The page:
Lifelong and work-based learners, including adult returners and those undertaking a career change, have easy access to appropriate information, advice and guidance, to help them find courses which meet their needs. They are able to use a collection or portfolio of formal and informal evidence of their achievements in education, training and work to help demonstrate to providers their suitability for a learning opportunity. Institutions have well-managed, well-understood and affordable processes, supported by technology, for assessing evidence of prior experience and learning and offering places.  A wide range of learning opportunities (including continuing professional development) are available to lifelong and work-based learners, with a range of study hours, course length, attendance patterns and educational/skills levels. Accredited units of learning are appropriately sized but combinable within and across learning providers. Employers and professional and sectoral bodies are fully engaged with developing courses where appropriate. Institutions and employers recognise the existing skills and expertise of lifelong learners, and their access to further expertise through their physical and virtual networks, and design learning opportunities accordingly. Learning opportunities and resources are flexible in the light of the learner’s developing needs, and include appropriate support in the development of skills for lifelong learning and employability. Learning activities and assessments are related to the learner’s own employment or other context and recognise the value of collaborative work.  Learners are well-supported through a range of online and face to face mechanisms, by university and work-based staff and mentors. Work-based mentors and other relevant staff within the employer have the information and support they need from the institution and peers to become fully engaged in supporting and following the progress of work-based learners. Learners can record and reflect on their personal and professional development achievements on an ongoing basis, and share these with employers, professional bodies, peers and educational institutions as they choose.Employers from all sectors can easily find out about the learning and staff development opportunities, consultancy and advice which are available to them from an individual educational institution or consortium. Institutions can help employers identify how training and continuing professional development of staff can help meet organisational needs. There is a culture of staff development among employers, motivated by the need to retain and develop staff and by business development and sustainability imperatives, and facilitated by staff exchange, placements, mentoring and secondment schemes. Institutions have clear processes for enabling and recording interactions with employers and linking their knowledge exchange, research and educational and professional development offerings.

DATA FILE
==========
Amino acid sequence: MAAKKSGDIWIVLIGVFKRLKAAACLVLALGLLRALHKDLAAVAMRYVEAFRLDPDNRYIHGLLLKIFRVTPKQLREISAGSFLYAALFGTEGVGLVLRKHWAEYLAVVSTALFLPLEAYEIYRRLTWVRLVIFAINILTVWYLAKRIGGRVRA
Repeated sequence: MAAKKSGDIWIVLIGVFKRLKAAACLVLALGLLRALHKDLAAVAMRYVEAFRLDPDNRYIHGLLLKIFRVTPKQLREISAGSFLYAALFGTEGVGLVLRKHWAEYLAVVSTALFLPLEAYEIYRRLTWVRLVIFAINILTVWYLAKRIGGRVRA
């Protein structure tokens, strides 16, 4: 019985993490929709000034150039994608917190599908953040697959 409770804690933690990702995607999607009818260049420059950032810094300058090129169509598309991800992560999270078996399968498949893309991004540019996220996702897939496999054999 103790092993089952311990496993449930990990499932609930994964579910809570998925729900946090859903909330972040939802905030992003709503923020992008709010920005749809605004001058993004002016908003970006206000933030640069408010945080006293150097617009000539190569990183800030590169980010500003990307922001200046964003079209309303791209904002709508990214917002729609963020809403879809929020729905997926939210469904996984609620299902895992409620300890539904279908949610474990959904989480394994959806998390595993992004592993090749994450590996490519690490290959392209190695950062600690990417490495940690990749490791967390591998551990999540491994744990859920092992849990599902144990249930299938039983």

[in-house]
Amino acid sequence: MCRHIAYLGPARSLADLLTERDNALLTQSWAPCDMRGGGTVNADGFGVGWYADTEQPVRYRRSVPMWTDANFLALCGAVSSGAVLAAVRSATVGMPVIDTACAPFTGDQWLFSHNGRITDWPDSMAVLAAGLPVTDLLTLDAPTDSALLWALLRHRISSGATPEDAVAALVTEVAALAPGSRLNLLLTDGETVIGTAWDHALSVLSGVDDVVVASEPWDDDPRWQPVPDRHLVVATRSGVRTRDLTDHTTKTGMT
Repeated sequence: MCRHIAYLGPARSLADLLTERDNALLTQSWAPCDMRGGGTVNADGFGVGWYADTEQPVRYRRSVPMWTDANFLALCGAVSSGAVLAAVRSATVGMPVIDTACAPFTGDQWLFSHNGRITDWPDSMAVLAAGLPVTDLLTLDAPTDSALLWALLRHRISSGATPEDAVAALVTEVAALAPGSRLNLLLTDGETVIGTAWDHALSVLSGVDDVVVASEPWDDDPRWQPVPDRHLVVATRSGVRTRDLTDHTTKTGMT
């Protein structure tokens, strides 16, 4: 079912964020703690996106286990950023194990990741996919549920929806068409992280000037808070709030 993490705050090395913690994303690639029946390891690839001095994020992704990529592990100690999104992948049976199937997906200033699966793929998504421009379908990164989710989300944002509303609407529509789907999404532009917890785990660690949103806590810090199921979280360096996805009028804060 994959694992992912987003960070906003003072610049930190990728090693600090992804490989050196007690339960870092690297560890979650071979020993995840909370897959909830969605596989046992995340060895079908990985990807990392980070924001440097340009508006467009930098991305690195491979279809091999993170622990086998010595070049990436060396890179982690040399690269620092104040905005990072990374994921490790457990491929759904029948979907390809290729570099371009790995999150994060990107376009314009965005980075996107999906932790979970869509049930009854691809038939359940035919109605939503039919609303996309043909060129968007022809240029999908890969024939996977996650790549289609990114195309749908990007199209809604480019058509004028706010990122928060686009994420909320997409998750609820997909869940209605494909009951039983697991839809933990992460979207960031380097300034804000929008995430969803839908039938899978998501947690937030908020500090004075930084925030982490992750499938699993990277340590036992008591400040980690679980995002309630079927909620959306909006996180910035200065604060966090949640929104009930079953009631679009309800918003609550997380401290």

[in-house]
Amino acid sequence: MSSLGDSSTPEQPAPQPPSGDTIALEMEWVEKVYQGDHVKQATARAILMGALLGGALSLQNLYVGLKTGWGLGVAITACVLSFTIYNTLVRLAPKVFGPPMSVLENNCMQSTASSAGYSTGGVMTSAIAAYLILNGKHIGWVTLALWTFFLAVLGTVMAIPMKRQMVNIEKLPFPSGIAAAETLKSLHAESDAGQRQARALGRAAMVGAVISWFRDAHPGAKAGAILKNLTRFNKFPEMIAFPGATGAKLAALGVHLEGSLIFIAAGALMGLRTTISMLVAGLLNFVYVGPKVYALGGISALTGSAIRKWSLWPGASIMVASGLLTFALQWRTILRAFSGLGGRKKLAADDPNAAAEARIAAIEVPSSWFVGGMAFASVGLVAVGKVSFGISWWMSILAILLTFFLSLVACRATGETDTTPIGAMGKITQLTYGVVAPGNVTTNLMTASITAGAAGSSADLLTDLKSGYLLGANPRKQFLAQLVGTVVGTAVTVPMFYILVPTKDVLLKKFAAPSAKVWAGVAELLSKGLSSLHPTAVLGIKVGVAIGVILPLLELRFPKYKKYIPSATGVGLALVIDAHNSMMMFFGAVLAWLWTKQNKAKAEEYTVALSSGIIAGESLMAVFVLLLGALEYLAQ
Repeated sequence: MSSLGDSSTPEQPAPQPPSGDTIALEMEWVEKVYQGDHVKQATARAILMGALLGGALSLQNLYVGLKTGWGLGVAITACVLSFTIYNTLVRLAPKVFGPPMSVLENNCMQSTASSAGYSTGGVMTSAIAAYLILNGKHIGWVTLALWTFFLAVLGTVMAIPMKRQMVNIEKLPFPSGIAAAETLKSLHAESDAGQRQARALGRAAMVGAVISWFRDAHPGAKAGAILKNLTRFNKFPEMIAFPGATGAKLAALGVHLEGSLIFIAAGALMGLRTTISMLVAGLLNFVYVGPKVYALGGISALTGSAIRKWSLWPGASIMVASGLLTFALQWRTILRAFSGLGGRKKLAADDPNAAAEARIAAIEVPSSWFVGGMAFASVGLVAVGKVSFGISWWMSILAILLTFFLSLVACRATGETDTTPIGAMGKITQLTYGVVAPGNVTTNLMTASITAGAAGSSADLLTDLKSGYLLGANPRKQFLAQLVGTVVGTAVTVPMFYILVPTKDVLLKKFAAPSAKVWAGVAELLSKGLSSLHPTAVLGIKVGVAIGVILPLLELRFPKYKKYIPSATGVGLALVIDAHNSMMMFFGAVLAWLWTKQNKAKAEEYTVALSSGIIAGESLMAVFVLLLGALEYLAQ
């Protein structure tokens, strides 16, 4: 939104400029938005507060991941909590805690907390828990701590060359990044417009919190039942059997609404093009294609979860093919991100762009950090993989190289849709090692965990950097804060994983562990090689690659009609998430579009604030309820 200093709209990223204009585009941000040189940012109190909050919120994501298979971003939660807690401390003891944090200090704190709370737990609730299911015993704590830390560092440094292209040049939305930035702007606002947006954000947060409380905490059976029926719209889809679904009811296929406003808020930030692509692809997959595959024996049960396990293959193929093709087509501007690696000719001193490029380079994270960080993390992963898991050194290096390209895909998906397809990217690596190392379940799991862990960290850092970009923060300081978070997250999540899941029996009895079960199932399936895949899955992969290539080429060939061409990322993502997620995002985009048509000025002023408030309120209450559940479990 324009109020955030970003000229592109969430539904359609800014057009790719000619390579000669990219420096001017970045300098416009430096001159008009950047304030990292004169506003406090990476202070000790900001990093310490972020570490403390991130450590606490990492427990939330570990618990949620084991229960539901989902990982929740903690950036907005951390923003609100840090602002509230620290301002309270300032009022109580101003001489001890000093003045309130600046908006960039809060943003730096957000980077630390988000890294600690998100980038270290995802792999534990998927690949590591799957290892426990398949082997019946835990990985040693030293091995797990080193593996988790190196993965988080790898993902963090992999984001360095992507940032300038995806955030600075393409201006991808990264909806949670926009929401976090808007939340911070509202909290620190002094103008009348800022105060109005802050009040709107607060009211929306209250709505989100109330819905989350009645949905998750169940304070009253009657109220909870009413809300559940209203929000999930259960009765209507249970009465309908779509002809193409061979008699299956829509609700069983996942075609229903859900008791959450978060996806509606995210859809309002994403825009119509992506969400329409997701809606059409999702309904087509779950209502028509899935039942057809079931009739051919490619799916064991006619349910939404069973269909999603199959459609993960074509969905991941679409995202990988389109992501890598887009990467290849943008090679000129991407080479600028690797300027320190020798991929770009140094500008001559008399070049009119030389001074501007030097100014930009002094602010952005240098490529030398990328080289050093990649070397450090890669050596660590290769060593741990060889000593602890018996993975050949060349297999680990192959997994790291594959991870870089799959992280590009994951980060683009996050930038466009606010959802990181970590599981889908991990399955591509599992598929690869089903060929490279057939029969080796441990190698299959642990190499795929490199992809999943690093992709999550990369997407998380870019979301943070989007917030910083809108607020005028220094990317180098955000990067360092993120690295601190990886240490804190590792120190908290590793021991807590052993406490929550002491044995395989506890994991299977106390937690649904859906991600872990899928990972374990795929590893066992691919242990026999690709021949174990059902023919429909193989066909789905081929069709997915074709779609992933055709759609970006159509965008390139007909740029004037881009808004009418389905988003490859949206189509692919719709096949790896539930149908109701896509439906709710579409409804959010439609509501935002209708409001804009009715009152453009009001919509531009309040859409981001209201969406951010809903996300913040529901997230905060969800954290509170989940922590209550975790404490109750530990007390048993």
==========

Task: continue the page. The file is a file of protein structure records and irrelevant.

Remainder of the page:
Funded projects

The 13 projects funded on this call, built on existing strengths to provide a workable solution at a (cross-) institutional level, which other institutions can learn from. They were led at an institutional level and engage with institution-wide processes. Projects included aspects of strategic process review, change management, embedding and staff development, as well as technical development, implementation or integration. They did not just investigate but instead implemented technology, processes and practices that address well-recognised institutional issues, align with relevant institutional strategies and provided long term sustainable benefit to the institution(s). The solutions are relevant and transferable to the wider sector.

Programme Events

23-24th April 2009 Start-up Meeting
28-29th January 2010 Change Agents in Higher Education
20th October 2010 Festival of Assemblies
28th January 2011 Final Programme Meeting 


Start date
1 March 2009
End date
31 March 2011
Funding Programme
Institutional Innovation Programme
Strategic Themes